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Environment and History

Borderland, No-Man's Land, Nature's Wonderland: Troubled Humanity and Untroubled Earth

Peter Coates

Environment and History 20 (2014): 499-516. doi: 10.3197/096734014X14091313617244

Building on an interest in the presence of biodiversity where we do not expect to find it, this essay ponders the irony that human strife can be beneficial for the rest of nature by investigating the coexistence of troubled humanity and untroubled nature at various places around the world. It also looks at efforts to formalise the protection inadvertently provided in conflict and no-go zones after human tensions have abated. Focusing on borderlands, militarised landscapes, shatter zones, forbidden zones and other sites of upheaval and trauma, mostly in post-1945 Korea, Germany, Eastern Europe and Cyprus (but beginning with the nineteenth-century American West), I investigate the notion of the serendipitous survival of other-than-human nature and the 'threat' of demilitarisation and normalisation in places such as the Iron Curtain zone, where civilian activities may be more invasive and disruptive than military practices and other forms of restricted access. A related subject is the more recent, post-Cold War tale of nature's preservation, de facto and formal, in former environments of strife that also functioned involuntarily as shelter zones. This involves engagement with a particular manifestation of the deep-seated belief in nature's therapeutic value. The theme of the natural world's reconciliatory properties is pursued with reference to peace parks and other forms of transboundary conservation. I conclude with a discussion of the relationship between the narrative of nature and the narrative of history, specifically the belief that they are mutually exclusive and that the new emphasis on the 'return to nature' involves an act of erasure.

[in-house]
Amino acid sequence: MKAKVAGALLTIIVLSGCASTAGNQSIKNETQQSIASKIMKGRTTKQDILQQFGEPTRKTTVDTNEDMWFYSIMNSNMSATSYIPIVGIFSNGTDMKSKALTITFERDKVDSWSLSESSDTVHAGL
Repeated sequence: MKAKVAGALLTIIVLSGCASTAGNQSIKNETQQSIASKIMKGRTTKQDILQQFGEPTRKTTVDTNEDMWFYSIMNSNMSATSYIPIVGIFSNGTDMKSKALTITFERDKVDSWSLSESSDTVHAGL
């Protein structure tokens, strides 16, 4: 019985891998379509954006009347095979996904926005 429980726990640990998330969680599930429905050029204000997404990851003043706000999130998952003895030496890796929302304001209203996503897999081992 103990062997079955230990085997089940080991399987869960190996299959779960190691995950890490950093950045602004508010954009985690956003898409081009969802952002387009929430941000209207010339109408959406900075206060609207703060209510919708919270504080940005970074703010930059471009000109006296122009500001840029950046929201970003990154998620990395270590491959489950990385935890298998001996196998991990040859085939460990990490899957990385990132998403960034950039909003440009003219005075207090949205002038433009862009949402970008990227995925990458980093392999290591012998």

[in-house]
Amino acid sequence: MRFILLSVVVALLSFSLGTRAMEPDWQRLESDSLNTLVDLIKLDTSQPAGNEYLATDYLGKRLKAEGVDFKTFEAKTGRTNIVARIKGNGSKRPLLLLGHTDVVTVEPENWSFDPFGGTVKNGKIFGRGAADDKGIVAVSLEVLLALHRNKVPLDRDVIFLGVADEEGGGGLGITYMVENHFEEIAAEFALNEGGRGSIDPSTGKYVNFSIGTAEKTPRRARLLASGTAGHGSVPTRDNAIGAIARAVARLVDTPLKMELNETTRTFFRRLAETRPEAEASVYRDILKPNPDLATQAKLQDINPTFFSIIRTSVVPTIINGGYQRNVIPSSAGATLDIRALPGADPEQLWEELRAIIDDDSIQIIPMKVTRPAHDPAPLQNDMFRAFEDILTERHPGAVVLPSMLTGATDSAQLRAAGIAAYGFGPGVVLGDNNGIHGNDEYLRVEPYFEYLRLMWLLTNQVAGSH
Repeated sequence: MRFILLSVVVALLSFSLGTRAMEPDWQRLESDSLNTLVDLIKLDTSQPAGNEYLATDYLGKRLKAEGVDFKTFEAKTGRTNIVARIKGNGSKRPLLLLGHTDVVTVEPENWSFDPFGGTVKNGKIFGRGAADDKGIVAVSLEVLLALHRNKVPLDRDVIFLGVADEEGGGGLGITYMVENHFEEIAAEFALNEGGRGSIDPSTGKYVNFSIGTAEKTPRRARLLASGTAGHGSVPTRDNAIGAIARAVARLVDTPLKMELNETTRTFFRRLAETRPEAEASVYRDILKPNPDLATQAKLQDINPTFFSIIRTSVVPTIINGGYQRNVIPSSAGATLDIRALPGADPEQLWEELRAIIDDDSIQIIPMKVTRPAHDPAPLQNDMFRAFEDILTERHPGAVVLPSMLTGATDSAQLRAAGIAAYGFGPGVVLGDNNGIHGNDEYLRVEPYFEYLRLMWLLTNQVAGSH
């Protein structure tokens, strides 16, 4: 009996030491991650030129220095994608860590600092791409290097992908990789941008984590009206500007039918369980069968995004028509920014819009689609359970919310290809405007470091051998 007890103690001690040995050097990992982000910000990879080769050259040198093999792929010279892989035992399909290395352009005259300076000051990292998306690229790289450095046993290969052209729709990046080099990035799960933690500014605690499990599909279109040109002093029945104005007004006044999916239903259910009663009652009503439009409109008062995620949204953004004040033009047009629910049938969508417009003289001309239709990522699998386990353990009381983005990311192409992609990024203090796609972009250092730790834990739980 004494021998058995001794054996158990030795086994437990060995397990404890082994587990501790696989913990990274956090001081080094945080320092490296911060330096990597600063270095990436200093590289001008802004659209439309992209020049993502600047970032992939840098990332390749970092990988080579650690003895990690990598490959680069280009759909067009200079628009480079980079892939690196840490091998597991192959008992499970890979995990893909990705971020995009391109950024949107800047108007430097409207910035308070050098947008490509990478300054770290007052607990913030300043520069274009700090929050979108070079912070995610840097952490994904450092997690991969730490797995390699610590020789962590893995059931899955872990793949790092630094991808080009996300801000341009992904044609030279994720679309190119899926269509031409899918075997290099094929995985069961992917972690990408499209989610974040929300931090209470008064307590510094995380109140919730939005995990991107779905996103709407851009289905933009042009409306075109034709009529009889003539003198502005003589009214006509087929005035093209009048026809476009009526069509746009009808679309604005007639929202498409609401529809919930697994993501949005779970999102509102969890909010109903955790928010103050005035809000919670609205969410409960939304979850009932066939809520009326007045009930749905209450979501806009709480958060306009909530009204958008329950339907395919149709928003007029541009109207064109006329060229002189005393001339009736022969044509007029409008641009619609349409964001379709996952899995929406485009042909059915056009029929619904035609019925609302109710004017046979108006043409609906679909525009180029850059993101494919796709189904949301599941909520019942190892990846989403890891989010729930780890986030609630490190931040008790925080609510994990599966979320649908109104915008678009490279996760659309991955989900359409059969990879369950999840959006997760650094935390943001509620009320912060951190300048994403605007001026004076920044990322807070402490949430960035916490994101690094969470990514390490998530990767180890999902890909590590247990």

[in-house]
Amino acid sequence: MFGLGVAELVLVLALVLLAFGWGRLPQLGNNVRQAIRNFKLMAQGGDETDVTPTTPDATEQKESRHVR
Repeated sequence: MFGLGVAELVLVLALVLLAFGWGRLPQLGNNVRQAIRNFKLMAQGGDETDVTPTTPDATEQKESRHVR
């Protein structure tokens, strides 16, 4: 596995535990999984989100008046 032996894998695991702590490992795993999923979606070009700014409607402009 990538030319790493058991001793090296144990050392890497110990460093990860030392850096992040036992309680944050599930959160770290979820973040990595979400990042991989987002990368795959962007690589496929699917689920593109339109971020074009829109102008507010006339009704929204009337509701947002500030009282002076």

KEYWORDS: Warfare, borderlands, militarised landscapes, transboundary conservation, Korean DMZ, European Green Belt, Chernobyl, Green Line, West Polesie


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